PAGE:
Thida Nathalie Sheldon is a die-hard nomadic self-taught filmmaker who is so infatuated with human stories that she has been consistently diving into them ever since teaching herself how to use a mirrorless DSLR camera and sound recorder back in 2015. Having ingratiated herself in more than twenty countries, she has developed a huge curiosity for the characters, places, norms and cultures that she has befriended along the way. A travelholic, fascinated with the weaving narratives of documentary-style filmmaking, she often subtly delves into metaphysical and spiritual subtexts via her human and cultural stories that stir the heart and intrigue the soul. Her ten completed documentaries all reflect this obsession, which was ignited by a dramatic spiritual event she experienced more than a decade ago.
“In mid-2012, I had my first out-of-body experience. My consciousness was flung out into the top right-hand corner of the room where I was working. As my fingers continued to type on the computer keyboard, I became aware that the body and consciousness are two entirely different things. I then heard muffled sounds, and it took some time before I could navigate back to hear those sounds become the legible voice of my father asking if I wanted some grilled fish!”
“During the following two years, my experiences increased, and my awareness expanded. I felt I had a clear path to manifest anything I desired, and I began travelling in vigour. A friend encouraged me to carry a little Panasonic Lumix camera and hit the record button wherever I went, as he thought that the places I was visiting looked intriguing. I also discovered I was attracting some of the most interesting, light, dark and other-worldly beings, and I wanted to tell their story.” This marked the start of Thida’s journey into the world of filmmaking.
In June 2015, Thida visited Ladakh, ‘The Land of High Passes’, in a last-minute spontaneous invitation by a fellow traveller to the ancient kingdom. The day she arrived she went to ‘Ladakh Cafe’, the closest cafe in the bazaar that had Wi-Fi (a temperamental technology in the 11,480 feet mountainous region of this seasonally busy Himalayan town.) Next door sat Mr Tashi, running his Tibetan prayer beads through his fingers, long hair tied back and a turquoise stone dangling off a piece of red, waxy cotton threaded through his earlobe. Entranced by his ‘Tibetan-ness’, a culture she was witnessing for the first time, Thida went to the market to get some lunch mantra-ing, ‘I’m going to make a film on that man, I’m going to make a film on that man’. True to her word, her first documentary Mr Tashi was completed that year.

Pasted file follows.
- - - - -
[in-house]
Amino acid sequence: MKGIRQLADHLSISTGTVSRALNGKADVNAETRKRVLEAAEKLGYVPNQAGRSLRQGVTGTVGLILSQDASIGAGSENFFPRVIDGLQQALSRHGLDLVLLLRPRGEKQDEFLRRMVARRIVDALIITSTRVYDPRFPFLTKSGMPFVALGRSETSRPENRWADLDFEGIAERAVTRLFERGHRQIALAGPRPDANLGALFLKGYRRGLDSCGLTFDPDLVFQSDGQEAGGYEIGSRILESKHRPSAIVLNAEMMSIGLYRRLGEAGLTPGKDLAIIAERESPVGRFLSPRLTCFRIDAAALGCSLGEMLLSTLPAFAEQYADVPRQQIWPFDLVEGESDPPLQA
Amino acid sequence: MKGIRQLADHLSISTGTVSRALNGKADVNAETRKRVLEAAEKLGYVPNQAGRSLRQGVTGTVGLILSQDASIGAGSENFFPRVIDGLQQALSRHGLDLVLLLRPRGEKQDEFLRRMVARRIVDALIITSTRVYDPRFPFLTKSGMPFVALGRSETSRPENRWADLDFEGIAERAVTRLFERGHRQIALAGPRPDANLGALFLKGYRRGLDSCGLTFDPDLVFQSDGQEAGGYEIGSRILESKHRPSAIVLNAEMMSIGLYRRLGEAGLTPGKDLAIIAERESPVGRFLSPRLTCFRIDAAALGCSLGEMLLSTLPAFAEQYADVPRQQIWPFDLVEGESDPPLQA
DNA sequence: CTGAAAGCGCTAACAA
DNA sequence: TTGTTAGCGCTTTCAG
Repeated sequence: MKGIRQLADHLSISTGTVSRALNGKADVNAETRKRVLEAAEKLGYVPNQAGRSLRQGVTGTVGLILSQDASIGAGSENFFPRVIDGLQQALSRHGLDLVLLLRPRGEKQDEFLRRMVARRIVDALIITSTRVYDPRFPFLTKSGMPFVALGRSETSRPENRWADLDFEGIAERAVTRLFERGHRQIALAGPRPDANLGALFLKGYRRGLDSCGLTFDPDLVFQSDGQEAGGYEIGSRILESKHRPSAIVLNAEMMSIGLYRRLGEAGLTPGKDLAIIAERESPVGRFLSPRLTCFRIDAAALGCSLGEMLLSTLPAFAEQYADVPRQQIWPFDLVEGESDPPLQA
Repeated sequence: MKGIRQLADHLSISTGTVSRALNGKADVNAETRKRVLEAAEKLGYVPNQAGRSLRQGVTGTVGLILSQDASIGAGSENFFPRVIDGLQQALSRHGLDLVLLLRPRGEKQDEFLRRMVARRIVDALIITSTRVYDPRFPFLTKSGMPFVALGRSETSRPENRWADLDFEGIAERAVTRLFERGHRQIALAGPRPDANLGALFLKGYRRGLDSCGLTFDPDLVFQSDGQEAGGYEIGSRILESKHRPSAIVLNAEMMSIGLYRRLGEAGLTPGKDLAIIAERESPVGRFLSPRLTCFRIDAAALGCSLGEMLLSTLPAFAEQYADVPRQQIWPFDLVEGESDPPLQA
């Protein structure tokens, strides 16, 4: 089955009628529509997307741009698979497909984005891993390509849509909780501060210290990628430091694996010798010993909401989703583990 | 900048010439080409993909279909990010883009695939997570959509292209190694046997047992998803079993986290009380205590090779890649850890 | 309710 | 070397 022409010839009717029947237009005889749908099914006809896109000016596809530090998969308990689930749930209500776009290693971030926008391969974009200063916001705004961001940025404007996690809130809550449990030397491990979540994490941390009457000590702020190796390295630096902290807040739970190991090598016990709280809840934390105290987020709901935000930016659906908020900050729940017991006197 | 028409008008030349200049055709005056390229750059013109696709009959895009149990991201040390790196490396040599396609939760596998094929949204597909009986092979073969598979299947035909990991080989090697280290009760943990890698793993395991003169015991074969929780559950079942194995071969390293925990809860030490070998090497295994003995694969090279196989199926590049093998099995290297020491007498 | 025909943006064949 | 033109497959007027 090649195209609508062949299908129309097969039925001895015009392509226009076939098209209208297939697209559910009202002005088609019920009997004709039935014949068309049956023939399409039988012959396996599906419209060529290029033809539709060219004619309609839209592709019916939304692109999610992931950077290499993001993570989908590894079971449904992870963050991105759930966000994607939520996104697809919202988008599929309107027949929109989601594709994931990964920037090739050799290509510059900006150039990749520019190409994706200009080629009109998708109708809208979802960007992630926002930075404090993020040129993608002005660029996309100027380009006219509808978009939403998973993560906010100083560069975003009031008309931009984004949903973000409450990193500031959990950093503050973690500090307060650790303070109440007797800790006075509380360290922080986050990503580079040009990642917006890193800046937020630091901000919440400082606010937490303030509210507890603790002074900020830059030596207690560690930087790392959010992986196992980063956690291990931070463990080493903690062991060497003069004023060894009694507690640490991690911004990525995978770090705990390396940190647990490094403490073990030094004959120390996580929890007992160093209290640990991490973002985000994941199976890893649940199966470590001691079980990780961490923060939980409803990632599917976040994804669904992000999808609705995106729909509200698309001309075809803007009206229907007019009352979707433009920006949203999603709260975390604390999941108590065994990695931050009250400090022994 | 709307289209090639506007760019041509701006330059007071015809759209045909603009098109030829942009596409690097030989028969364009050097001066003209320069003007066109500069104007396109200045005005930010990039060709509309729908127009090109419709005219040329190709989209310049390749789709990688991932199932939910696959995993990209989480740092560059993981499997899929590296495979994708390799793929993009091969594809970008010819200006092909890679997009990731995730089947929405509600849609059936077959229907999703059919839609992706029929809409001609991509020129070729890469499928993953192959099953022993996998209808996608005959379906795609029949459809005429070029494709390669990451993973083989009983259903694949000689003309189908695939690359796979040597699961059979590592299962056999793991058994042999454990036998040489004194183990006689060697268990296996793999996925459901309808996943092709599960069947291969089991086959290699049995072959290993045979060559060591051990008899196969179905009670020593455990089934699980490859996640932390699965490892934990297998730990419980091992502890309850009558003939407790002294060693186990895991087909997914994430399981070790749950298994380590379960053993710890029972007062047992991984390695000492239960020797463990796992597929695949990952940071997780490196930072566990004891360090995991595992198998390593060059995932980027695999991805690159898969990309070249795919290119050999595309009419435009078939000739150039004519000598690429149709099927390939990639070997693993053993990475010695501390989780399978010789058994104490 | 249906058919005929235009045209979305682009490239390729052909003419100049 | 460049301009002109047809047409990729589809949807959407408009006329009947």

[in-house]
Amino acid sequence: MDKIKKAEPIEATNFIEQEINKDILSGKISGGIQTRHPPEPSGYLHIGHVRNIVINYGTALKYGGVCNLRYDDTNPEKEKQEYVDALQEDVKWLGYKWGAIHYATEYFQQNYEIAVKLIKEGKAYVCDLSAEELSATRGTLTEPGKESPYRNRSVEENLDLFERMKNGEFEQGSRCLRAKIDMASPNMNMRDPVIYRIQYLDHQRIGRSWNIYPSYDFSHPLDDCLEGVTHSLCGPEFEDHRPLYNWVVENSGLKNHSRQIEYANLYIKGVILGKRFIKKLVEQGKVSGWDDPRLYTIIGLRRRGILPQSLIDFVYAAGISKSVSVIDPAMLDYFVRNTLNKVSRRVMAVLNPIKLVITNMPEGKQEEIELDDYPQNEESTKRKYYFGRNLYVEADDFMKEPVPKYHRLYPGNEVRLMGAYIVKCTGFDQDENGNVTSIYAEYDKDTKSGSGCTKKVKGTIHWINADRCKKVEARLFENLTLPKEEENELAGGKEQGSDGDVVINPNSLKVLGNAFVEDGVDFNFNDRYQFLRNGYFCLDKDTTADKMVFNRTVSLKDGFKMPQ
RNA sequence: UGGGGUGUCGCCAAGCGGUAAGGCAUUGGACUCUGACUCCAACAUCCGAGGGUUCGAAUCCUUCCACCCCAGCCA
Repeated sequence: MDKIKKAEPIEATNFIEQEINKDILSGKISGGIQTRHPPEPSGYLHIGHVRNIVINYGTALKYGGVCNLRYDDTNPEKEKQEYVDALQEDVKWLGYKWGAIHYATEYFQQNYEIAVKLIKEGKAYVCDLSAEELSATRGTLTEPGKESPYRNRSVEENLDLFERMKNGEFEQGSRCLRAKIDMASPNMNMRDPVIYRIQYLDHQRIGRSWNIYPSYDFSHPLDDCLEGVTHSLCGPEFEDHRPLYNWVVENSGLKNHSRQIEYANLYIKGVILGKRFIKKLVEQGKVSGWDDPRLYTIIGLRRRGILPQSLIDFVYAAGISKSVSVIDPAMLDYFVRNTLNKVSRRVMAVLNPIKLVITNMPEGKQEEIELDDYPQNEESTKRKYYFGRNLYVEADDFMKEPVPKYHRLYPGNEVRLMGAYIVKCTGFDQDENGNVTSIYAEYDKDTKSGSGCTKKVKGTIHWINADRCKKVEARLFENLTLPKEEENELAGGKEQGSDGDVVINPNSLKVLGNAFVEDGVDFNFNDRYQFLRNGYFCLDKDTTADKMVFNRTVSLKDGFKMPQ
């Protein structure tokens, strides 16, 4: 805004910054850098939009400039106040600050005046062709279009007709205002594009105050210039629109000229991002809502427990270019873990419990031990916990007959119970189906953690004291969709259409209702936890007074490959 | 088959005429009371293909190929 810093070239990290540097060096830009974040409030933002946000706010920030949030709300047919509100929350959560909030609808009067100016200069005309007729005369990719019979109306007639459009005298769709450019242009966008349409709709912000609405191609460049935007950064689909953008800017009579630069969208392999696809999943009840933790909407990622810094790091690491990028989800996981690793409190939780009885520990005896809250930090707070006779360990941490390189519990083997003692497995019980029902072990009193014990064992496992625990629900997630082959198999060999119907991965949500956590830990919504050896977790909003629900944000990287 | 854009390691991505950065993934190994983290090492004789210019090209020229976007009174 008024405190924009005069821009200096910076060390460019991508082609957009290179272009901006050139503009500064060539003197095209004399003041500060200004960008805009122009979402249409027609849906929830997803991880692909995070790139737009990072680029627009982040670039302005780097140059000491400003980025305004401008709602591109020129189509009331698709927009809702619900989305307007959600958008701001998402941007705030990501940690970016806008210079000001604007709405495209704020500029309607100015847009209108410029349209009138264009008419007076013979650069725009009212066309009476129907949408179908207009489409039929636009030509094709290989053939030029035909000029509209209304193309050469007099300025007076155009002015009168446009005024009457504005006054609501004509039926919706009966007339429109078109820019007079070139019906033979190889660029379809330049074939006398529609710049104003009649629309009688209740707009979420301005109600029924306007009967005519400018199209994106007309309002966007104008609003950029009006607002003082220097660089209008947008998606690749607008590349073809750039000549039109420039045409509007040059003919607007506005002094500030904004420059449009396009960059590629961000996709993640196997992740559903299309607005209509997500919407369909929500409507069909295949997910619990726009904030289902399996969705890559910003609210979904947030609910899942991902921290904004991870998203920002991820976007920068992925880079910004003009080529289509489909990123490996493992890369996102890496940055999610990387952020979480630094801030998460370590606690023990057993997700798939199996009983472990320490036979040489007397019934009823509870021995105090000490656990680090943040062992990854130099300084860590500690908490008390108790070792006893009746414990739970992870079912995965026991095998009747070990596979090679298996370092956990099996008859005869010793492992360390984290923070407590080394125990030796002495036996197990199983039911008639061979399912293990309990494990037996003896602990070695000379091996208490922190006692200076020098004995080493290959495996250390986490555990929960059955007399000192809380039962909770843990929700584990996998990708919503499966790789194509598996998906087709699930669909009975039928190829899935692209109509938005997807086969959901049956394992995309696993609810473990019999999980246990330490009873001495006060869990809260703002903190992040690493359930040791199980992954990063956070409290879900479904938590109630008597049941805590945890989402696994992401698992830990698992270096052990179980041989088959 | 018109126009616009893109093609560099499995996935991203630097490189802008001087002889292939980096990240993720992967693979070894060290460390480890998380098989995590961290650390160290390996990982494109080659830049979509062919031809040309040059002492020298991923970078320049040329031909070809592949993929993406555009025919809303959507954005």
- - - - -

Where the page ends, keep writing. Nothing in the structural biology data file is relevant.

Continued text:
“A vegan cafe, my first ever review in the Lonely Planet, a couple of avalanches and a hundred stories to tell the kids (if I ever have any) later, the first ever film that I could only dream about making is alive – just how I saw it the very day I laid eyes on Mr Tashi.”
Whilst couch surfing in New Mexico, a guy called ‘Jeff’ who lived on a farm in Taos stood out to Thida. Jeff’s miniature farm and positive reviews began ‘itching’ her intrigue, and suddenly she felt like making a film about it, although she had no idea why. An accepted CS request, a broken down Greyhound bus and a hitchhike up the Cerro del Oso mountains later, she found herself admiring the sunset from Talpa Gardens, where she met and filmed her second documentary with Jeff, the farmer, painter and car renovator, whose intelligence, light-heartedness and wisdom went hand-in-hand with his ability to manifest the lifestyle he desired – far from laissez faire, yet cleverly appearing to be just so.
“In life we tend to stumble upon just what we need when we need it. In un-mindfulness we brush it into the categories of ‘chance’ or ‘fate’ without realising how the Universe is in constant service towards our personal evolution. Meeting and listening to Jeff has been an incredible confirmation that our own self-empowerment really knows where to take us. His views of freedom, and what that means to him, his interpretation of the way the world works, his diligent practices towards a subtle and far greater goal that he innately and instinctively follows, are just some of the empowering insights Jeff offered me, both vocally and non-tangibly at times. During the interview, I also discovered that Jeff is an artist that has sold over one point three million dollars’ worth of paintings!” Her documentary became entitled The Man Who Paints Monkeys.
During a last-minute trip to Sardinia in 2017 someone on a Facebook forum suggested Luigi Muscas to become Thida’s local guide to explore the archaeological Nuraghe sites scattered across the Mediterranean Island of Sardinia. Luigi, then considered an ‘outcast’ or ‘madman’ by the village where he grew up, had made regular giant skeletal discoveries as a child, and he continued to receive visitors from around the world. Contrary to public belief, Luigi told a very different tale about an ancient civilisation of giants.